Mulesing: The Shame and Pain of Australian Wool

Mulesing: The Shame and Pain of Australian Wool

Australia, the world's leading wool producer, is the only country where farmers still routinely cut huge chunks of skin and flesh from lambs' backsides – often without any pain relief – in a gruesome procedure known as "mulesing".

Australia produces more than half the world's merino wool. Merino sheep, who are not native to Australia and are unsuited to the humid climate, have been bred by the wool industry to have excessively wrinkled skin in order to grow more wool all over their bodies and are extremely susceptible to a condition called "flystrike", in which blowflies lay eggs in the moist folds of their woolly skin including around the eyes, horns, genitals and anus. Flies are particularly attracted to the moisture and urine that collect in the folds of flesh around sheep's tails.

Even though it is not widely practiced anywhere else in the world, merino sheep farmers in Australia continue to perform the barbaric practice of "mulesing", in which chunks of skin and flesh are cut off the lamb's backsides with tools resembling gardening shears. This mutilation is performed in a crude and cruel attempt to produce smooth, scarred skin that won't collect moisture and harbour fly eggs. But the exposed, bloody wounds often become infected and can actually attract more flies, leading to flystrike before the wound has healed. Some farmers use vise-like mulesing clips that clench the skin until it dies and sloughs off. Sheep who have undergone the mulesing mutilation can still suffer slow, agonising deaths from flystrike.  

Mutilating sheep is not only cruel but also ineffective. There are several humane options already being used successfully by many farmers in Australia, and New Zealand has virtually stopped mulesing altogether. Basic methods of preventing flystrike include applying insecticides during fly season, vigilant monitoring and treatment of sheep and regular crutching (removal of wool from around the tail), jetting (applying an anti-parasitic spray) and drenching (de-worming), which reduce the risk of soft faeces collecting on the sheep's coats. These procedures should be done in any case, whether the sheep are mulesed or not, in order to prevent flystrike on other areas which mulesing does nothing to protect. Farmers should always be watching over their sheep, rather than sending them out into a paddock for six months at a time without monitoring them. Better husbandry is the answer, not mutilating animals.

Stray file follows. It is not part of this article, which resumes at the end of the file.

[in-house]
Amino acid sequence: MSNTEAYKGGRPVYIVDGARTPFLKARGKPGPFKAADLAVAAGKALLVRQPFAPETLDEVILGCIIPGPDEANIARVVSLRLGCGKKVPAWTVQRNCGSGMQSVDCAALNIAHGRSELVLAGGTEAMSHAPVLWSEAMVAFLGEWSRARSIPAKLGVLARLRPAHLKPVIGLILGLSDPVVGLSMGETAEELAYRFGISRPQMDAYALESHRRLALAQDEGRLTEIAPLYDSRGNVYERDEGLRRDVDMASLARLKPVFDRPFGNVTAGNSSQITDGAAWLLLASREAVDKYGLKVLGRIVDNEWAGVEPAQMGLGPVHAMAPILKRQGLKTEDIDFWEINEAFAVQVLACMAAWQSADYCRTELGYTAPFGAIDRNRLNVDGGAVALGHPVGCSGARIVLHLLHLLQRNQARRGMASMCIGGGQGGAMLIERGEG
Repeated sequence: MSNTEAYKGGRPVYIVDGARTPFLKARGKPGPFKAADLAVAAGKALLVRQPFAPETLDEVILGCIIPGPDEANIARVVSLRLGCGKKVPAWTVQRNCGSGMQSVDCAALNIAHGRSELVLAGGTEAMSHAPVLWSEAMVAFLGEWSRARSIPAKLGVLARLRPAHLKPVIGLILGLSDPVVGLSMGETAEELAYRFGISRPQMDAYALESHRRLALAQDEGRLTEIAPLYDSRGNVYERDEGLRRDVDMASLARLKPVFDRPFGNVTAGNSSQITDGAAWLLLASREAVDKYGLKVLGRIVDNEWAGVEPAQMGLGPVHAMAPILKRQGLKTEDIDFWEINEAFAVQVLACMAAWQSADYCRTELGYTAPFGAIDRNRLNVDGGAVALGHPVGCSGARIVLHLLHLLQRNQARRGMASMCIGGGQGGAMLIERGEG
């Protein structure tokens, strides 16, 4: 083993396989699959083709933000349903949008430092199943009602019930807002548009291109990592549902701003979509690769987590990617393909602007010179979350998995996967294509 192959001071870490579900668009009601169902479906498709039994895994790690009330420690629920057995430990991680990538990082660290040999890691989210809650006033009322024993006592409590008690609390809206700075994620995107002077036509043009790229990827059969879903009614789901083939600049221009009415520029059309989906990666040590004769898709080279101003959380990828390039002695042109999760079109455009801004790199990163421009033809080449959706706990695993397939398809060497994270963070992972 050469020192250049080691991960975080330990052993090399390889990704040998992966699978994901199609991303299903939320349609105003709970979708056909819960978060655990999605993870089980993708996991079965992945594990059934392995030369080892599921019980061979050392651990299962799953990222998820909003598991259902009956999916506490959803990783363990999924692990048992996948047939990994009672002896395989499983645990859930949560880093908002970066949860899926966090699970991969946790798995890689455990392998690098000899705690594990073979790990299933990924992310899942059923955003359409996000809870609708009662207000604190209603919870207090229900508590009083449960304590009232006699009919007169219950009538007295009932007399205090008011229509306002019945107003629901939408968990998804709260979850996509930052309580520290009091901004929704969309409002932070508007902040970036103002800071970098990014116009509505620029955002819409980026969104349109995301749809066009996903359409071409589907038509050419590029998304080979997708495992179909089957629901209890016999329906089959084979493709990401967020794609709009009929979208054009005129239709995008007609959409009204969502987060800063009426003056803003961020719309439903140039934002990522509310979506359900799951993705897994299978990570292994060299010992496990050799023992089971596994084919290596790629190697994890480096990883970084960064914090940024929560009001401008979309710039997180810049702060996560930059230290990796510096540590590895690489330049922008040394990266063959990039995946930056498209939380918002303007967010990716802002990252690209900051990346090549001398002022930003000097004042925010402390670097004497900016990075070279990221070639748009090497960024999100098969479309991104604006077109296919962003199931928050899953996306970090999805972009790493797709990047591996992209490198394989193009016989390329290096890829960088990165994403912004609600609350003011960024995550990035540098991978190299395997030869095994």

The most obvious and humane solution to the mulesing issue for sheep farmers is to breed less wrinkly sheep who do not need to be mulesed. Experts state that an intensive breeding programme could produce an entire flystrike-resistant flock within two years.

"Selective breeding for sheep with a naturally bare and wrinkle-free breech area, resistant to flystrike, is widely considered the best long-term alternative to mulesing."
– Commonwealth Scientific and Industrial Research Organisation

A growing number of Australian farmers don't mules. Companies such as SRS Wool and I-Merino are already producing wool without mulesing sheep, and New Zealand has been free of mulesing for nearly 10 years.

"It is not difficult to breed a plain-bodied Merino sheep that does not need to be mulesed, has superior meat traits and produces high fleece weights of low diameter wool."
– Jim Watts, Merino Australia

With international retailers such as Hugo Boss, Adidas, Perry Ellis and H&M as well as numerous others pledging to move away from mulesed wool or implementing an outright ban on wool from lambs who have been mulesed, the market demand for bare-breech (no wool around their backsides) or plain-bodied sheep (who do not need to be mulesed is constantly growing).

"The move to non-mulesed Merinos is a holistic approach .... It has not cost us money but in fact has been an income earner and made us better managers."
– Andrew Michael, South Australian Wool Producer

Sheep used for wool in Australia, as well as other wool-producing countries, routinely endure other mutilations as well, including castration, having tag holes punched in their ears and having their tails chopped off, all without any painkillers. During shearing, many sheep are cut by careless workers, who are usually paid by volume or by the sheep, not by the hour, which encourages fast work without regard for the welfare of the animals. Says one eyewitness, "[T]he shearing shed must be one of the worst places in the world for cruelty to animals …. I have seen shearers punch sheep with their shears or their fists until the sheep's nose bled. I have seen sheep with half their faces shorn off …." Every year, millions of lambs die before the age of 8 weeks from exposure or starvation, and mature sheep die every year from disease, lack of shelter and neglect. Mulesing makes the already miserable life of Australian sheep used for wool even worse.

When their wool production declines, millions of sheep are shipped to slaughter in the Middle East on crowded multilevel ships. These live exports, which can last for weeks, often go to countries where animal welfare regulations are non-existent. The suffering sheep may be dragged off the ships, loaded onto trucks and dragged by their ears and legs to unregulated slaughterhouses, where their throats are slit, frequently while they are still conscious.

Join PETA in calling on the Australian government to demand an end to mulesing and to insist that the wool industry implement an aggressive breeding programme to produce sheep less-susceptible to flystrike so that there will be no more excuses for mulesing.
Please urge the Australian Prime Minister to support an end to the cruel practice of mulesing. And please join the millions of people all over the world who know that compassion is the fashion. Save a sheep–don't buy wool.